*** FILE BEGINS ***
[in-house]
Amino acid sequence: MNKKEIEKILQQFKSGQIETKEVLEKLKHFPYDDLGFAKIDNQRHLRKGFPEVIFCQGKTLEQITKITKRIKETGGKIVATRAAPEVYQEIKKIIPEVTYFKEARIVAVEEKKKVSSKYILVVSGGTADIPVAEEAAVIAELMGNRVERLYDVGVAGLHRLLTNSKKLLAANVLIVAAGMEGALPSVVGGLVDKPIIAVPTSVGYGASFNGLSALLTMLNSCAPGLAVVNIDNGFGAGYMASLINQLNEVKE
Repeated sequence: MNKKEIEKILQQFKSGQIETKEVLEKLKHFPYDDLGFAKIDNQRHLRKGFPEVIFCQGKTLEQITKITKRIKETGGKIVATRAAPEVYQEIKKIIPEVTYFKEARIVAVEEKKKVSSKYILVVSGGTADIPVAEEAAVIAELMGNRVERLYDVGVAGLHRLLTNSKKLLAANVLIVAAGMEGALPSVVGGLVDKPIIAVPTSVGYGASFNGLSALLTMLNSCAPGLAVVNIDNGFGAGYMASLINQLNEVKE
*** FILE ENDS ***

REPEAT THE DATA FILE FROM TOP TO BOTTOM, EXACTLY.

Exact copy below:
[in-house]
Amino acid sequence: MNKKEIEKILQQFKSGQIETKEVLEKLKHFPYDDLGFAKIDNQRHLRKGFPEVIFCQGKTLEQITKITKRIKETGGKIVATRAAPEVYQEIKKIIPEVTYFKEARIVAVEEKKKVSSKYILVVSGGTADIPVAEEAAVIAELMGNRVERLYDVGVAGLHRLLTNSKKLLAANVLIVAAGMEGALPSVVGGLVDKPIIAVPTSVGYGASFNGLSALLTMLNSCAPGLAVVNIDNGFGAGYMASLINQLNEVKE
Repeated sequence: MNKKEIEKILQQFKSGQIETKEVLEKLKHFPYDDLGFAKIDNQRHLRKGFPEVIFCQGKTLEQITKITKRIKETGGKIVATRAAPEVYQEIKKIIPEVTYFKEARIVAVEEKKKVSSKYILVVSGGTADIPVAEEAAVIAELMGNRVERLYDVGVAGLHRLLTNSKKLLAANVLIVAAGMEGALPSVVGGLVDKPIIAVPTSVGYGASFNGLSALLTMLNSCAPGLAVVNIDNGFGAGYMASLINQLNEVKE